Mission Update: IBEX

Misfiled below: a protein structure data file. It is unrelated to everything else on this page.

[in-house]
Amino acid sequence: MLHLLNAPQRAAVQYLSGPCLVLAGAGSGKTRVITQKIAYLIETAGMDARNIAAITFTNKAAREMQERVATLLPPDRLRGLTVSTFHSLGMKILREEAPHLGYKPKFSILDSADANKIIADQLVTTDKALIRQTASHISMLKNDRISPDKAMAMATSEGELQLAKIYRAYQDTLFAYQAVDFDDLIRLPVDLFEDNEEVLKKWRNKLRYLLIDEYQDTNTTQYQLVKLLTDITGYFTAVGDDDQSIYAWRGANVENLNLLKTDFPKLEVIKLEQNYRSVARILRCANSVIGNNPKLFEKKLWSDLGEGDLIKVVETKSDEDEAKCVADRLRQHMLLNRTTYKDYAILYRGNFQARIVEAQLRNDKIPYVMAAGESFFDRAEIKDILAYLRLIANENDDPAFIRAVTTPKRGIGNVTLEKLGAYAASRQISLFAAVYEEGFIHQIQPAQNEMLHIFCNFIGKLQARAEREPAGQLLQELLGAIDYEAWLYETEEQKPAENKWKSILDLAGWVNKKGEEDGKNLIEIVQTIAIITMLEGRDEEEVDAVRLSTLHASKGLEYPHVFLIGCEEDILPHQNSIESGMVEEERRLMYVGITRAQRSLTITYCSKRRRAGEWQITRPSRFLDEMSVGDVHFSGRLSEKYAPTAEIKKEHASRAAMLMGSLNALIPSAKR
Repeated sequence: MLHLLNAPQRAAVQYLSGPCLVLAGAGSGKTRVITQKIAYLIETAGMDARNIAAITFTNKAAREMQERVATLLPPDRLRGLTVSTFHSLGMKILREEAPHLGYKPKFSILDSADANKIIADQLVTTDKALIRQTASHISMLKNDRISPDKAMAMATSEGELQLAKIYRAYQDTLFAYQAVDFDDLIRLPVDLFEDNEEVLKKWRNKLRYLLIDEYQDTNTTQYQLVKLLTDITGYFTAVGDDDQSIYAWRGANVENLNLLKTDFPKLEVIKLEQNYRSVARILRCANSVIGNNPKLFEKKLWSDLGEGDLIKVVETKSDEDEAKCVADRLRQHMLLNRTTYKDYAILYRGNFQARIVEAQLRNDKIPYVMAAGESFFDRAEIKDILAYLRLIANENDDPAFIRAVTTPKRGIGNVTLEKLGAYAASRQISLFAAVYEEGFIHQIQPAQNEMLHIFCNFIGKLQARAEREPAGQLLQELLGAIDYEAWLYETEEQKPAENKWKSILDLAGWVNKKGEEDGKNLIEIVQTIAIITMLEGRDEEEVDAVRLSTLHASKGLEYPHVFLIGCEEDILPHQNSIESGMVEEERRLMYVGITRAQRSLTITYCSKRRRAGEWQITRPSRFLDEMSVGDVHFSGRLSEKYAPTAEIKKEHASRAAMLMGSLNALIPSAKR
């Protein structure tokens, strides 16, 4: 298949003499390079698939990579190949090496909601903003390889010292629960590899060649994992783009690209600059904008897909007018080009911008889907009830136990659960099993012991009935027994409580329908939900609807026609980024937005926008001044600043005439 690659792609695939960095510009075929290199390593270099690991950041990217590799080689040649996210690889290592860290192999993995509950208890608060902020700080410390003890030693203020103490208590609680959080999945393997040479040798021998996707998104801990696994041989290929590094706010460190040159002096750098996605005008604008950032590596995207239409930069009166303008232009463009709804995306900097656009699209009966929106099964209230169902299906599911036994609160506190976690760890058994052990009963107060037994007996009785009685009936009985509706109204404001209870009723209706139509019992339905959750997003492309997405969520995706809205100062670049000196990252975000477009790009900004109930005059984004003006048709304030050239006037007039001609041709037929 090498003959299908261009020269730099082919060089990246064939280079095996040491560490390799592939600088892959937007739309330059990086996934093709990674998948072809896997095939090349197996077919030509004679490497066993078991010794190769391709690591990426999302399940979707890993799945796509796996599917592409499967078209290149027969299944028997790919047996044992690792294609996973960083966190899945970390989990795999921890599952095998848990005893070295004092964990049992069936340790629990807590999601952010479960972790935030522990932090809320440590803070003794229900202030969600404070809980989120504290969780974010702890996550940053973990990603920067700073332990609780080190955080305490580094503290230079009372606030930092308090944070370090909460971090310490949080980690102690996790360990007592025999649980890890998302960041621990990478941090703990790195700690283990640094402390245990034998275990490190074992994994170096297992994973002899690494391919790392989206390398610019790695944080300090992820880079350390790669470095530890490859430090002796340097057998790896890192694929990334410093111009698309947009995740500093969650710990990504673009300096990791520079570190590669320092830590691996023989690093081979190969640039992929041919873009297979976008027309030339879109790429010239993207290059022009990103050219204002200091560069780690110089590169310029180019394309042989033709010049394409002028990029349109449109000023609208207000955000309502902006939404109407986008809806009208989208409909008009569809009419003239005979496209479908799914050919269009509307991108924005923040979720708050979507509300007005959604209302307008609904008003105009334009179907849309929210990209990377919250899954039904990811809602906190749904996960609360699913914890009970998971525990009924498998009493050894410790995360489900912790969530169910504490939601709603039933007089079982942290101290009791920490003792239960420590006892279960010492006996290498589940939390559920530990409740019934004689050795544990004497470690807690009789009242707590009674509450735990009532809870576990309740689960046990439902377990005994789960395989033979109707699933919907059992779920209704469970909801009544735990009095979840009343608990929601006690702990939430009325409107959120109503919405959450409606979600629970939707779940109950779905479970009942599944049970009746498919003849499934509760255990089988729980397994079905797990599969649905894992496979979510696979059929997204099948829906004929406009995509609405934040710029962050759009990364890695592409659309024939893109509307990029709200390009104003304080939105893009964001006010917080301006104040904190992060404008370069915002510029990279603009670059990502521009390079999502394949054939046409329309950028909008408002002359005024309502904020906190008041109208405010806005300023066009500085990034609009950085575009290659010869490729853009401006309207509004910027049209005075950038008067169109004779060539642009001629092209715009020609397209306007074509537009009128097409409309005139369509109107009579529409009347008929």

With each new probe to a neighboring planet, with each new science mission to study our sun, the moon, another heavenly body, we add to our growing knowledge and understanding of our solar system. Yet, as weve come to know much of how things are in our small corner of the cosmos, were still in search of one fundamental answer. What are the boundaries of our Solar System? What of the areas that surround and separate us from what lies beyond? Willis S Jenkins: "We would like to look beyond what other missions have accomplished and have done such as voyager 1 and 2." From the sun flows the solar wind. It inflates the bubble surrounding our solar system. This heliosphere protects Earth, and every living thing on our planet, from dangerous galactic cosmic rays. But how? How does the heliospehere interact with the harsh environment of the Milky Way galaxy to keep us safe? A new mission, IBEX, the Interstellar Boundary Explorer, is about to search for answers. Willis S Jenkins: "The outer boundary that we have now we kind of defined it through again previous missions. We have somewhat of a clear picture, but this would go again. This would be a better definition of where it is." IBEX will go into orbit 200-thousand miles above the Earth most of the way to the moon. Itll use a pair of atom sensors thatll act as cameras. Theyll produce first-of-its-kind images depicting the interactions between the million mile-per-hour solar wind and the interstellar medium, the low-density material between the stars. Every six months, IBEX will complete an all-sky map of the interstellar boundaries, telling us more about they work, and how they protect us all. Willis S Jenkins: "As we go out to explore out in to mars and going back to the moon, we want to know what those effects are as we go through these various areas within space." To keep up on the latest news about IBEX and its scheduled October 5th launch, learn more about the heliosphere, or watch informative videos about the mission, visit www.nasa.gov/ibex.